For the MP’s themselves, we can only assume that their aim is reelection. A defector must presumably believe that they have a better chance of retaining their seat if they run as the Reform candidate than if they run as the Conservative candidate. For this to be the case, the MP themselves must take a large number of votes with them when they cross the aisle, since Reform consistently polls lower than the Conservatives. Who are these voters? They cannot be diehard Tories, who, even if they do decide not to vote Conservative, are more likely just to stay at home than vote for someone else. They cannot be converts to Reform, since they would already have jumped ship. They must instead be right-leaning voters who are guided by particular enthusiasm for a particular local candidate. It is hard to see them being strong in number, and so it is hard to see a personal electoral advantage to MP’s from defecting.

There are two ways that a defection might be seen to benefit the country. Firstly, it could help put Reform on the (long) path to power. A glance at Reform’s policy platform suggests that this would not bring much benefit to the country at large. A long list of complaints does not a manifesto make. Reform are right to point out the many problems caused or neglected by the Conservative Party, but there is little to suggest that they have the solutions. Appealing to ‘common sense’ as the magic bullet is at best a sign of charming naivete and at worst of alarming ignorance.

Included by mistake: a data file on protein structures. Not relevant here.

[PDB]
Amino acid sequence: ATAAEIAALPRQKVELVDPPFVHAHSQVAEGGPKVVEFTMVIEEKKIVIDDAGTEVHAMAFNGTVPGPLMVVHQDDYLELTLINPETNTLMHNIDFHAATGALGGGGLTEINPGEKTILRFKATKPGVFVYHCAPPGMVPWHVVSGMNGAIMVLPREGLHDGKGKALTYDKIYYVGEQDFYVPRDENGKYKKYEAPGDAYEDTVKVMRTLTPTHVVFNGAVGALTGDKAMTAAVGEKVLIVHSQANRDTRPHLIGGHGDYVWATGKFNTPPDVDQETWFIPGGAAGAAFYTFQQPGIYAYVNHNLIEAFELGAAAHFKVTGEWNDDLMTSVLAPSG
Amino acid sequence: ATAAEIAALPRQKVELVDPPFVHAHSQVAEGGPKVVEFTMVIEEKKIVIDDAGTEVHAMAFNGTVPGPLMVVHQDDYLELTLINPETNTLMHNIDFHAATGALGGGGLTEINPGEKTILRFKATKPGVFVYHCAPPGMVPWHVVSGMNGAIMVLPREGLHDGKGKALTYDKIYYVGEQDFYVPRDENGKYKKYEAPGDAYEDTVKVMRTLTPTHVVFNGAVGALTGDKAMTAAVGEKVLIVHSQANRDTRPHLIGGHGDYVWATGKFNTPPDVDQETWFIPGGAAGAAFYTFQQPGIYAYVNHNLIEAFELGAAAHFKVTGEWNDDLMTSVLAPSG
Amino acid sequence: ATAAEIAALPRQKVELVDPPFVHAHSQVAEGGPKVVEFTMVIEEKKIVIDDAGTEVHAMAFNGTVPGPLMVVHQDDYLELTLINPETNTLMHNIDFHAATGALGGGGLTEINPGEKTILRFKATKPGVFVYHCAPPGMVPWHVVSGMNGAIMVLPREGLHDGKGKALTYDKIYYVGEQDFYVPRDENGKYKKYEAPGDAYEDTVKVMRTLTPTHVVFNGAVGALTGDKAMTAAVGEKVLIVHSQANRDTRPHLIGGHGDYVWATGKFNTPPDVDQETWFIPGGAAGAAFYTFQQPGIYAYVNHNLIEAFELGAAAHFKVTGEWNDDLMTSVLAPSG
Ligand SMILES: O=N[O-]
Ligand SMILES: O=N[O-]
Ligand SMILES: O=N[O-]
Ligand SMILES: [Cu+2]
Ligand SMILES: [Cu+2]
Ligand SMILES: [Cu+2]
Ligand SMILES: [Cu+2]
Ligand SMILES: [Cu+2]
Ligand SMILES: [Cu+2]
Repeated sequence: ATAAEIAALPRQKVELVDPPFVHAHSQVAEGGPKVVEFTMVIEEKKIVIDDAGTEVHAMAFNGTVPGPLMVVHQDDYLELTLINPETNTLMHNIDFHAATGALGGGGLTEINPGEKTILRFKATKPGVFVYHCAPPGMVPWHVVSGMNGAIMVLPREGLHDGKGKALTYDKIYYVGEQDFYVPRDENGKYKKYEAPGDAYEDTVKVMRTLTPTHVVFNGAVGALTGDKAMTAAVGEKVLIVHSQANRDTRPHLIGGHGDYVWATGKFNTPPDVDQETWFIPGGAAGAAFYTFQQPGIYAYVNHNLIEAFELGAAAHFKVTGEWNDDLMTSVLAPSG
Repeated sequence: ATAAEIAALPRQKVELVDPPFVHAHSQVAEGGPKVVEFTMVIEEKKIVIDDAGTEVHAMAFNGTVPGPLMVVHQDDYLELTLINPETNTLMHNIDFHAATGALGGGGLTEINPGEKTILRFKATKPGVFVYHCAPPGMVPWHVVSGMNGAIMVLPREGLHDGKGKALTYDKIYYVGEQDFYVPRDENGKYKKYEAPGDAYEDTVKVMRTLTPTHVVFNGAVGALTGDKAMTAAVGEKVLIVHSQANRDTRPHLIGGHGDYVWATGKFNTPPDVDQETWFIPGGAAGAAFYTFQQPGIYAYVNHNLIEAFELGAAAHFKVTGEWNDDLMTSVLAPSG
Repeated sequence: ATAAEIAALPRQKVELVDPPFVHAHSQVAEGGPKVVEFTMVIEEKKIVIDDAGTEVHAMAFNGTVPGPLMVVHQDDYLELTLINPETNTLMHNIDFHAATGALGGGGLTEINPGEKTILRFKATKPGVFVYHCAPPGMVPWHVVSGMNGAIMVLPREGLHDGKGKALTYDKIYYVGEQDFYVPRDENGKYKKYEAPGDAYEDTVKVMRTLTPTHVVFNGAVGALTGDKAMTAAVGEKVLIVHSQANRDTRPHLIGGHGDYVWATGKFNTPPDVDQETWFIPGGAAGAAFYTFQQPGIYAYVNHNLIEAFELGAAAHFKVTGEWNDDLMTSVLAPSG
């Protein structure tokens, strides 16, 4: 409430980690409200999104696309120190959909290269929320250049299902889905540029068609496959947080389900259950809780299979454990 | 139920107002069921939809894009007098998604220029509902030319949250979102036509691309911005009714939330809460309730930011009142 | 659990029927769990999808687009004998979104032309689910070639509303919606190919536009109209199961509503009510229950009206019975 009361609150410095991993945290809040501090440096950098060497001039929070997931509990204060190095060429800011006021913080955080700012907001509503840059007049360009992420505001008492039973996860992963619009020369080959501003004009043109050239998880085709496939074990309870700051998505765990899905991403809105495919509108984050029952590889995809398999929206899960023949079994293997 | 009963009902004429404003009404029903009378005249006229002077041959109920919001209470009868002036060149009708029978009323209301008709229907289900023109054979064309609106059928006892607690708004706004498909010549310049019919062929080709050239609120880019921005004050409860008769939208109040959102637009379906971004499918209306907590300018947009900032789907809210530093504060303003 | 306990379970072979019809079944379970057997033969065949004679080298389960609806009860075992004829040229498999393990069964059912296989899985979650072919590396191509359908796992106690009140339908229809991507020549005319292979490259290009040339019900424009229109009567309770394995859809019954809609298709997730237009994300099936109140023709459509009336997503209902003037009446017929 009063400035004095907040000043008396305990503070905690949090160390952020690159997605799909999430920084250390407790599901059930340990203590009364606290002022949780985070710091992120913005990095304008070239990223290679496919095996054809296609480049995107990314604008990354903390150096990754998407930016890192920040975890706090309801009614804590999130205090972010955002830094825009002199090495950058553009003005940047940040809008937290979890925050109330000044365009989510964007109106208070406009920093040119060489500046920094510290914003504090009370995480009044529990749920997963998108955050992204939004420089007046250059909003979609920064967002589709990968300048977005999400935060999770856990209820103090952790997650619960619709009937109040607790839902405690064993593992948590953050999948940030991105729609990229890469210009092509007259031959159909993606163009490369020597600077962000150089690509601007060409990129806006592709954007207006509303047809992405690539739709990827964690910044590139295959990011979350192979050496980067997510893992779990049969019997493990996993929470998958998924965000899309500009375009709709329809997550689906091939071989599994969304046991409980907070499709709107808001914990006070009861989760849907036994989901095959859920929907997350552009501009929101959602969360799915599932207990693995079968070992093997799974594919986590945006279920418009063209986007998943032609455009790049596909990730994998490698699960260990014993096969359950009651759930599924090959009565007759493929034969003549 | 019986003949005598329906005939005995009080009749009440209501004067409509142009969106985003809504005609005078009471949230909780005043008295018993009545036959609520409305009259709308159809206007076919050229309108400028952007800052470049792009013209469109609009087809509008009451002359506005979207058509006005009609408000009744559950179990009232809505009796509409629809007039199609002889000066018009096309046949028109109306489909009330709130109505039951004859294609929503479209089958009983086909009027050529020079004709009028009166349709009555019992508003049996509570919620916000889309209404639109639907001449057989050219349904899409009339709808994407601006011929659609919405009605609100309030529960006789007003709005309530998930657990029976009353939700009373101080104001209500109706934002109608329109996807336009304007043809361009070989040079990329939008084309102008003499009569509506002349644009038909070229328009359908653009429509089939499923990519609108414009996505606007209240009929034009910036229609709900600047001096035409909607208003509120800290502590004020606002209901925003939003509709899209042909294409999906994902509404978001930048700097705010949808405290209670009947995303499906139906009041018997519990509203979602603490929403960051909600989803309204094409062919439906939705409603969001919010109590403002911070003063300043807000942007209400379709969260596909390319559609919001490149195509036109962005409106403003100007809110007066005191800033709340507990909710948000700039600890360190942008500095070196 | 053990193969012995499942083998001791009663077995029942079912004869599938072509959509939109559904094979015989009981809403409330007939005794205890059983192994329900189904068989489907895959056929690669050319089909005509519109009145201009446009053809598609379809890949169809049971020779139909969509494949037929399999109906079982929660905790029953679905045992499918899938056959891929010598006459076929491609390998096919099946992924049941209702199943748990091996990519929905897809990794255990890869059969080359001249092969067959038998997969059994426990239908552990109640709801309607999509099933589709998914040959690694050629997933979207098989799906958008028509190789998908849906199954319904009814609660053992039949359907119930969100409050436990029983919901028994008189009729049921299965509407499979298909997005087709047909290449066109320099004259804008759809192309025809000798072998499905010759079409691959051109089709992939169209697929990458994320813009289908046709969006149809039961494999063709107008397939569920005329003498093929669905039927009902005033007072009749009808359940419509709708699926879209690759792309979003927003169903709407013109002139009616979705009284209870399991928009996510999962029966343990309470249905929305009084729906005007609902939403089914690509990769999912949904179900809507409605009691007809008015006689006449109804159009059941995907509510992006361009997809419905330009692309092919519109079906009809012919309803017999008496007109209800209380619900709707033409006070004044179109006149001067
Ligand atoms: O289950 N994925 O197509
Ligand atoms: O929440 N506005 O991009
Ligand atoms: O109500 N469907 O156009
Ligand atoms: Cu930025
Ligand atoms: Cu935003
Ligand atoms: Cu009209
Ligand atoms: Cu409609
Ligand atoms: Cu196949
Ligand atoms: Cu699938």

Secondly, defecting could help bury the Conservative Party. To those who think it has come to the end of its natural life and that Britain would be served by having a new right-of-centre party, news of defection may well be welcome. But the Conservatives are already doing a pretty good job of burying themselves, and a challenge from Reform may do just as much to revive Conservative fortunes. It could revive their fortunes by focusing the minds of party activists who see Reform as beyond the pale and who might otherwise have chosen not to campaign. The fight against Labour might seem pointless, but a winnable fight against their righter-than-thou counterparts in Reform might not.

So defecting to Reform is perhaps not as good an idea as it first seems. It will likely make negligible differences to who keeps their seat and who doesn’t and the benefits to the country of trying to bury the Conservatives are limited. Red wall MPs might be better off polishing up their CVs.

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Briefings For Britain